St. Nick, Microwave Ovens, Miners, Pawnbrokers, Shoes, and Gazpacho

December 6, 2021 at 12:01 am | Posted in Today's Reasons To Celebrate | Leave a comment

Good morning fans of yuletide Saints. Today is Monday, December 6, 2021. December 6th is the 340th day of the year, and 25 days remain.

St. Nicholas Day

St. Nicholas Day is celebrated each year on December 6th. I know, I know! Christmas is still nearly three weeks hence, so why are we celebrating this holiday today? Well, that is because St. Nicholas Day doesn’t celebrate Christmas per se – instead, it marks the anniversary of the death of the Greek saint, Nikolaos, from whom Santa Claus, the secular symbol of Christmas, derives his name.
Saint Nikolaos (15 March 270 – 6 December 343), also called Nikolaos of Myra, was a historic 4th-century saint and Greek Bishop of Myra in Lycia (now a part of modern-day Turkey).  Because of the many miracles attributed to him, he is also known as Nikolaos the Wonder-Worker. He had a reputation for secret gift-giving, such as putting coins in the shoes of those who left them out for him, and thus became the model for Santa Claus, whose modern name comes from the Dutch word Sinterklaas, itself from a series of corruptions of the transliteration of “Saint Nikolaos”.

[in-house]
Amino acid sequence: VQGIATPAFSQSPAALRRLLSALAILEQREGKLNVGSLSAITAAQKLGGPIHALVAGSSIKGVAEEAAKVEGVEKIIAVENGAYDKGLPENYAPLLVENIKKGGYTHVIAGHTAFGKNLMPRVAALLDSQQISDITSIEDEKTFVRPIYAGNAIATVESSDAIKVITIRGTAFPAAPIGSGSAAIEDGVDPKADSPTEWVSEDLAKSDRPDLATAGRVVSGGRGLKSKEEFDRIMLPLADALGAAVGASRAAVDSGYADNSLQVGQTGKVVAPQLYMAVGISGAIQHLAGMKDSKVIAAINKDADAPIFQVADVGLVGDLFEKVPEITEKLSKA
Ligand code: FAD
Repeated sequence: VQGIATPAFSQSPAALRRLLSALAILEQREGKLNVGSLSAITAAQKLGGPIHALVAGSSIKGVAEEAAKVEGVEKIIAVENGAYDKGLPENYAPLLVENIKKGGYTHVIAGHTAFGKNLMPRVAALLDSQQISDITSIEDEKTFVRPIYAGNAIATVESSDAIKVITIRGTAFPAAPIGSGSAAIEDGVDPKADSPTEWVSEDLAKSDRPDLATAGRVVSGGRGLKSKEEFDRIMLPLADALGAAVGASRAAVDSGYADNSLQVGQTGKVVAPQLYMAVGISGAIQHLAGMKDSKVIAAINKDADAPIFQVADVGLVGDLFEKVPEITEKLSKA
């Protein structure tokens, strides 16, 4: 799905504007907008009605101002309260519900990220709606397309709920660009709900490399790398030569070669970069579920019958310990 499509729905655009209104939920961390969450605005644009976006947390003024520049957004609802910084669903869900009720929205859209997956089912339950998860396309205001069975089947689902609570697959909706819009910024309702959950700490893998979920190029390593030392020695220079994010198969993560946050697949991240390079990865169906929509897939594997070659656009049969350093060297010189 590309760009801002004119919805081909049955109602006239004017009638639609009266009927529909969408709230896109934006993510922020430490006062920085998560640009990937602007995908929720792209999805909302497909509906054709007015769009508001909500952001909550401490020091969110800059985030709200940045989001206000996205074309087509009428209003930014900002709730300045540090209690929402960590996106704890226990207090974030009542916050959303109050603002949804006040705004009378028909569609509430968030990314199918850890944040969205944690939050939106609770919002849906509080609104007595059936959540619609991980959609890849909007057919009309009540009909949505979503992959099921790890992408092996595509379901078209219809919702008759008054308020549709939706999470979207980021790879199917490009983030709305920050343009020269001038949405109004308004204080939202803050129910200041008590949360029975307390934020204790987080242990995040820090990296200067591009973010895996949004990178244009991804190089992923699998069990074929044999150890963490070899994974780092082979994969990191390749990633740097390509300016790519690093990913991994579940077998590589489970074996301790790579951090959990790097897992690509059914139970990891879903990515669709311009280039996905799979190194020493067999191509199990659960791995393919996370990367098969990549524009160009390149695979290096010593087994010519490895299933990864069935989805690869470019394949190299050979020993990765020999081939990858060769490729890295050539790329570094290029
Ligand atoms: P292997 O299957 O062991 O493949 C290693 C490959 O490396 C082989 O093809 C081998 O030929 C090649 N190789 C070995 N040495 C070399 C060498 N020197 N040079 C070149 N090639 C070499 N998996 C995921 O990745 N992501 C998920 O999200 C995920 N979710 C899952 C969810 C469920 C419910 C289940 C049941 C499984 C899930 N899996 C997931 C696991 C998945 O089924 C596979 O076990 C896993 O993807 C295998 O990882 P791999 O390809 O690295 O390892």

In various cities and countries around Europe, Saint Nicholas is also the patron saint of sailors, merchants, archers, thieves, children, and students.
If you decide to celebrate St. Nicholas Day, learn more about St. Nikolaos and try to emulate him and his actions whenever possible today.

Microwave Oven Day 

Microwave Oven Day is celebrated annually on December 6th. You don’t need an advanced mechanical engineering degree to infer that this holiday celebrates one of the most-used advances in culinary technology – the microwave oven.
In 1942, a man named Dr. Percy Spencer was testing a magnetron and discovered that the candy bar in his pocket had melted. Later, he conducted a series of tests and concluded that microwave energy could not only cook food, but cooked food much faster than the heat from a conventional oven.
The first microwave oven made its debut in the late 1940s. It stood over six feet tall and weighed over 700 pounds — But we’ve come a long way since then. The first commercially available microwave oven for home use was the “Radarange” manufactured by Amana. It cost $495 (Or about $3200 today), and was released for public consumption in 1967.
Today, thankfully, microwave ovens have become considerably smaller, lighter, cheaper, and more technologically advanced. Now, over 90% of American households own a microwave oven. In fact, there is an entire food industry based around this one appliance. Just think of everything you can cook in the microwave — Besides being a convenient was to heat water for your morning cup of tea or coffee, you can prepare frozen meals, leftovers, popcorn, “mug brownies,” and so much more in your microwave these days.